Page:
The porous structures evaluated are high-density fins, two different aluminium foams and compressed chips from the waste of aluminium machining. The sorption dynamic and cooling power density of each structure were measured through a Gravimetric Large Temperature Jump testing apparatus.
The results obtained showed that the best-performing configuration is the one with high-density fins, that, for a 90/30/20 °C cycle showed a Specific Cooling Power up to 1.1 kW/kg. The other structures exhibit a much slower adsorption process, corresponding to power densities of about 0.3 kW/kg. The results were used for sizing a full-scale adsorber, whose expected Volumetric Cooling Power is 500 kW/m3.
This paper experimentally investigates the direct integration of 3.15 kg of phase change materials (PCM) into a standard vapour compression system of variable cooling capacity, through an innovative lab-scale refrigerant-PCM-water heat exchanger (RPW-HEX), replacing the conventional evaporator. Its performance was studied in three operating modes: charging, discharging, and direct heat transfer between the three fluids. In the charging mode, a maximum energy of 300 kJ can be stored in the PCM for the cooling capacity at 30% of the maximum value. By doubling the cooling power, the duration of charging is reduced by 50%, while the energy stored is only reduced by 13%. In the discharging mode, the process duration is reduced from 25 min to 9 min by increasing the heat transfer fluid (HTF) flow rate from 50 L·h−1 to 150 L·h−1. In the direct heat transfer mode, the energy stored in the PCM depends on both the cooling power and the HTF flow rate, and can vary from 220 kJ for a cooling power at 30% and HTF flow rate of 50 L·h−1 to 4 kJ for a compressor power at 15% and a HTF flow rate of 150 L·h−1. The novel heat exchanger is a feasible solution to implement latent energy storage in vapour compression systems resulting to a compact and less complex system.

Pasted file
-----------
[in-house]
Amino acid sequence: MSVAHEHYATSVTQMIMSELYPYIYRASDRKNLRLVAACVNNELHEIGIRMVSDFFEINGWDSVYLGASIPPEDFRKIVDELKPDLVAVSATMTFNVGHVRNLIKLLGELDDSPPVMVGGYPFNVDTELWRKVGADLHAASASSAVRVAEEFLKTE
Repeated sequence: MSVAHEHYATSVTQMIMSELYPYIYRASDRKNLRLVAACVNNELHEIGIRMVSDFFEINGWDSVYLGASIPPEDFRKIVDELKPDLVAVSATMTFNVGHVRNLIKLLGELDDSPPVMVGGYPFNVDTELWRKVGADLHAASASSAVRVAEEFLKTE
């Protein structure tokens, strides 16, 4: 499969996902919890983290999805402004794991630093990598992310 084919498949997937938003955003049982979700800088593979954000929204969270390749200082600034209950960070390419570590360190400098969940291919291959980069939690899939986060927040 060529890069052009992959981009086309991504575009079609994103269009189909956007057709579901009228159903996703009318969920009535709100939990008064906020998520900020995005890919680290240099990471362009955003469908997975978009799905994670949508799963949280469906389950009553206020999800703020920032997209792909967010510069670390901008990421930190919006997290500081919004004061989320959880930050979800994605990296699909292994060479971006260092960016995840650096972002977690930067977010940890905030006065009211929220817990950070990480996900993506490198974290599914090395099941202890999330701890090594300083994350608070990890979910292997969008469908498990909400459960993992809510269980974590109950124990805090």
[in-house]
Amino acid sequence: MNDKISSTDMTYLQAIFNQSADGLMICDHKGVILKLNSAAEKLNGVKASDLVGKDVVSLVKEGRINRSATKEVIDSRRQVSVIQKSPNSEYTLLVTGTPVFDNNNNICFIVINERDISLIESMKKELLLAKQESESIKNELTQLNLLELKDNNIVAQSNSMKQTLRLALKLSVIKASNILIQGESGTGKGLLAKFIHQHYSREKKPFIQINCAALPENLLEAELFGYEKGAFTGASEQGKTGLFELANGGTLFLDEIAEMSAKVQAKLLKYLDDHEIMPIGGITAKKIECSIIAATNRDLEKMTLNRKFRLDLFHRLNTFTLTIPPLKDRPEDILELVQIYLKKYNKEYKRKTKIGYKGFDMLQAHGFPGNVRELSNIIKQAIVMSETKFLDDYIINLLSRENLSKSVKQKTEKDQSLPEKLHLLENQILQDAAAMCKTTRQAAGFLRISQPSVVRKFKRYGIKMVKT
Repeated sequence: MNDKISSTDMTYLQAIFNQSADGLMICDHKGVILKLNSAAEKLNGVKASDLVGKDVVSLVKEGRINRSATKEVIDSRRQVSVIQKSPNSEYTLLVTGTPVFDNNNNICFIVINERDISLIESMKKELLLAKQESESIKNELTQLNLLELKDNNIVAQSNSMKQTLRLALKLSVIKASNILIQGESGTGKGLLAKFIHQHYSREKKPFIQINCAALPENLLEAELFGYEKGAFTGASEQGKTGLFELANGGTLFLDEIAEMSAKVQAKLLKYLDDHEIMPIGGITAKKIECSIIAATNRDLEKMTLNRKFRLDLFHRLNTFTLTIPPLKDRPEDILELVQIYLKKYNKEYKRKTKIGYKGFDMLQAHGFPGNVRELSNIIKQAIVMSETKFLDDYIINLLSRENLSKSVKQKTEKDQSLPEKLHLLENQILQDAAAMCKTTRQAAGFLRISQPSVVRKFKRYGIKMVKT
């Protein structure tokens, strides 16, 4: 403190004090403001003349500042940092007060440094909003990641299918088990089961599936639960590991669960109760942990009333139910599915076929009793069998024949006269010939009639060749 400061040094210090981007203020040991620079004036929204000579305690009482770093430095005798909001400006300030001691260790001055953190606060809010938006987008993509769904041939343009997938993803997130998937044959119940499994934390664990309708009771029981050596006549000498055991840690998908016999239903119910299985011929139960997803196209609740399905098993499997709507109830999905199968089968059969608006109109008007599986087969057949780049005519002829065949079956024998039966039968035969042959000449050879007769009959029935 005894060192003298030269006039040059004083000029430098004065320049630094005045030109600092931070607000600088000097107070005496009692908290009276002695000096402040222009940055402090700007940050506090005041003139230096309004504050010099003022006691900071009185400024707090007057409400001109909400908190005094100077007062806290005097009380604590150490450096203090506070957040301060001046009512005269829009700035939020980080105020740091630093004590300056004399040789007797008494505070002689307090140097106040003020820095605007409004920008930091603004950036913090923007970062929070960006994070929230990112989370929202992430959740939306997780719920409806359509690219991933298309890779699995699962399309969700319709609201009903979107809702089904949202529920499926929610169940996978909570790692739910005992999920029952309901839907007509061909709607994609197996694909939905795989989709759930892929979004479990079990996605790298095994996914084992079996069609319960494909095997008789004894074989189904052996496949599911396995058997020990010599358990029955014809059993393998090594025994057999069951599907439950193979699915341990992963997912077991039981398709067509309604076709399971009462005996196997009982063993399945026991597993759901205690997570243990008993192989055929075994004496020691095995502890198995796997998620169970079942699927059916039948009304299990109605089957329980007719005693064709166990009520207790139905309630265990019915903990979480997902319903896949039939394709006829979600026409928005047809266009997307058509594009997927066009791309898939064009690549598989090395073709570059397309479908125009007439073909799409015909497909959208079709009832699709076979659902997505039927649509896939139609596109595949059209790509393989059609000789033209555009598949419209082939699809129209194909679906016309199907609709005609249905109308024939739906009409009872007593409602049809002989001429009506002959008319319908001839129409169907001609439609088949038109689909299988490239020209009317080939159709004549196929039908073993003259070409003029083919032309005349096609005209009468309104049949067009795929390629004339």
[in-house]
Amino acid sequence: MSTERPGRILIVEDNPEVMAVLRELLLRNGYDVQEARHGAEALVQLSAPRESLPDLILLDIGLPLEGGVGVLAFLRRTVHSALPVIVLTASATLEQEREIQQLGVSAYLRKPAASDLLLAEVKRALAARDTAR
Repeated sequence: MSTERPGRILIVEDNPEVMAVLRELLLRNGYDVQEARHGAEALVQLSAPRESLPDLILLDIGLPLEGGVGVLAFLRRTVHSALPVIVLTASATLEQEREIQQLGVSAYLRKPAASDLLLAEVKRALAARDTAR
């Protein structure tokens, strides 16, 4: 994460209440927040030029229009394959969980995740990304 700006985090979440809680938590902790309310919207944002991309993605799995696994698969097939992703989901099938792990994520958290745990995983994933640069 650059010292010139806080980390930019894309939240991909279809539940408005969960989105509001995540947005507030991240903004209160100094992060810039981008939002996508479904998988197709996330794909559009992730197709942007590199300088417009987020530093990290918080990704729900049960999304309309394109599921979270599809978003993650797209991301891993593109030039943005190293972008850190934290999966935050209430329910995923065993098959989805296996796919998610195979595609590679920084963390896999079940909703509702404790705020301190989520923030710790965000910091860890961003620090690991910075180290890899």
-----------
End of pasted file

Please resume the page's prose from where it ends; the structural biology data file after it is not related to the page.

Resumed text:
The European Energy Efficiency Conference 2021 shows how we can make a green recovery happen in practice and how energy efficiency is a cornerstone of this deep transformation.
What is it all about?
Europe has the ambitious goal of becoming the first climate neutral continent by 2050. The Green Deal and the EU Climate Law are first concrete steps. The current economic challenges are also an opportunity to accelerate decarbonisation and to create a fairer society and a more competitive economy.
In 2021, the conference – which attracts over 400 participants from over 50 countries each year – shows how we can make a green recovery happen in practice and how energy efficiency as an investment engine can contribute to this deep transformation.
HYBUILD is preparing a workshop at the 2021 European Energy Efficiency Conference in which the first results from its pilot sites, which are demonstrating the impact of the overall hybrid storage system, will be presented.
The use of Thermal Energy Storage (TES) in buildings in combination with space heating, domestic hot water and space cooling has recently received much attention. End of 2019, the CHESS-SETUP H2020 project organised a webinar in which HYBUILD participated together with two other research projects RELaTED and SunHorizon.
A new scientific paper published by the GREiA Research Group (Universitat de Lleida) and the Center for Energy of AIT (Austrian Institute of Technology) has been released on the Energies journal.
Monitoring of the state of charge of the thermal energy storage component in solar thermal systems for space heating and/or cooling in residential buildings is a key element from the overall system control strategy point of view. According to the literature, there is not a unique method for determining the state of charge of a thermal energy storage system that could generally be applied in any system. This contribution firstly provides a classification of the state-of-the-art of available techniques for the determination of the state of charge, and secondly, it presents an experimental analysis of different methods based on established sensor technologies, namely temperature, mass flow rates, and pressure measurements, tested using a lab-scale heat exchanger filled with a commercial phase change material for cooling applications.
The results indicate that, depending on the expected accuracy and available instrumentation, each of the methods studied here can be used in the present application, the deviations between the methods generally being below 20%. This study concludes that a proper combination of two or more of these methods would be the ideal strategy to obtain a more reliable and accurate estimation of the state of charge of the latent heat thermal energy storage.